Keeping track of what’s really important in life

I was one of the lucky ones.  I ended up in a job I truly loved, through serendipity one might say.  I worked hard, including many/most evenings and weekends, because there was always more than enough to do to keep going past the 9-5 routine.  I loved the sense of purpose, the sense that I was contributing to a larger good, and the sense of community.  I wouldn’t have changed a minute of it.  Not everyone can say that, I know.  But, as well, not everyone would say that working that many hours each week at the expense of what else you could be doing is the smartest thing in the world.  Because …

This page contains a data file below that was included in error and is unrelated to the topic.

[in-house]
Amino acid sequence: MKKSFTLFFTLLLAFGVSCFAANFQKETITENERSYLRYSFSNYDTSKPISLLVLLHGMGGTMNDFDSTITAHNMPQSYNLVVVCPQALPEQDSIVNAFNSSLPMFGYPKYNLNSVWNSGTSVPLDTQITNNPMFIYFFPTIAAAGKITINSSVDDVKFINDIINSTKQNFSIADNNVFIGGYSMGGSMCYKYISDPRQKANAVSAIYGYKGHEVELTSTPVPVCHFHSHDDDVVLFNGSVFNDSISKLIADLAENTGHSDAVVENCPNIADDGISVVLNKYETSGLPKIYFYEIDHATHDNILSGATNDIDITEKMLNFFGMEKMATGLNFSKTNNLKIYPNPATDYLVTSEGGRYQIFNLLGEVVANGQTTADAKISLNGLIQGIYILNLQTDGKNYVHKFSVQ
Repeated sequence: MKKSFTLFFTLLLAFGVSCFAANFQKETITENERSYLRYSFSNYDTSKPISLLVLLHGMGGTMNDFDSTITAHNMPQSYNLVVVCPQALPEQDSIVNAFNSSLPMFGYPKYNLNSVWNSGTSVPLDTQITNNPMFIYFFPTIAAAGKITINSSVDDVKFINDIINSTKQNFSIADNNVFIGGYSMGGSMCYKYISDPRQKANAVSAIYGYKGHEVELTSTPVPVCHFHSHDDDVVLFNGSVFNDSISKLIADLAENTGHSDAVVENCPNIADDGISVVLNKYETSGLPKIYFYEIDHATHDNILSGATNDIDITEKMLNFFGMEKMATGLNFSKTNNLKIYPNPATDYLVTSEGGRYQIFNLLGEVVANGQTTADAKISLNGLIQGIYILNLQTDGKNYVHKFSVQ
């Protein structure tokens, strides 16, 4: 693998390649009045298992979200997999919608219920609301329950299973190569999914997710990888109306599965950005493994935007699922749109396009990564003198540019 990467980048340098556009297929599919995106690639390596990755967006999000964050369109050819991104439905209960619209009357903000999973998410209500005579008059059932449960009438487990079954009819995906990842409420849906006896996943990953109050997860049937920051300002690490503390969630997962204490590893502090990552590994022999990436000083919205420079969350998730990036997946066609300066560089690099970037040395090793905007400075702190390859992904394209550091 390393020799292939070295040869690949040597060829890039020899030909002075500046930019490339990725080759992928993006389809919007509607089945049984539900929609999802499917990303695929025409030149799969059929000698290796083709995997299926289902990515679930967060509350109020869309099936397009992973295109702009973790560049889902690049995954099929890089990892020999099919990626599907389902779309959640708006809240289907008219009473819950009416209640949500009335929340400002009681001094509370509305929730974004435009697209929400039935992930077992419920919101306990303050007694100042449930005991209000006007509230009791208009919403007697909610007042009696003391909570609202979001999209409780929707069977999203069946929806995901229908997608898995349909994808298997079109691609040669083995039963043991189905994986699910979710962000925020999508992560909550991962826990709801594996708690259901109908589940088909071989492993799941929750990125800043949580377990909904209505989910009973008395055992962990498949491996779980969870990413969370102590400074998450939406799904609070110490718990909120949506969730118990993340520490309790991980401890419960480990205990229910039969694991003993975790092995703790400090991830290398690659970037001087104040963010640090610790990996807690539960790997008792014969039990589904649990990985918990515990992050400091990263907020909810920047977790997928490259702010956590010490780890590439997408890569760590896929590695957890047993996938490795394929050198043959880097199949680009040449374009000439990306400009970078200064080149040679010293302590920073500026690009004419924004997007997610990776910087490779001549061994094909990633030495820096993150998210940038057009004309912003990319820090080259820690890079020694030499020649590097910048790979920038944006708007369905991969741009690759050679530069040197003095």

Even the best job will never love you back!  That is so important to remember.  An article appeared in the Guardian that grabbed my attention a few months ago with that exact title: Even the best job in the world will never love you back. So where do we find our life’s purpose?  One day later an article (and podcast) appeared in the New York Times on the same theme: Why do we work so damn much? Hunter gatherers worked 15-hour weeks. Why don’t we?  And news articles these days increasingly point out that large numbers of people – employees and potential employees – have started asking themselves this very question as the pandemic has dragged on, thinking, hey, perhaps there’s more to life than working so hard after all.  The beginning of wisdom, even if a scary thought for employers.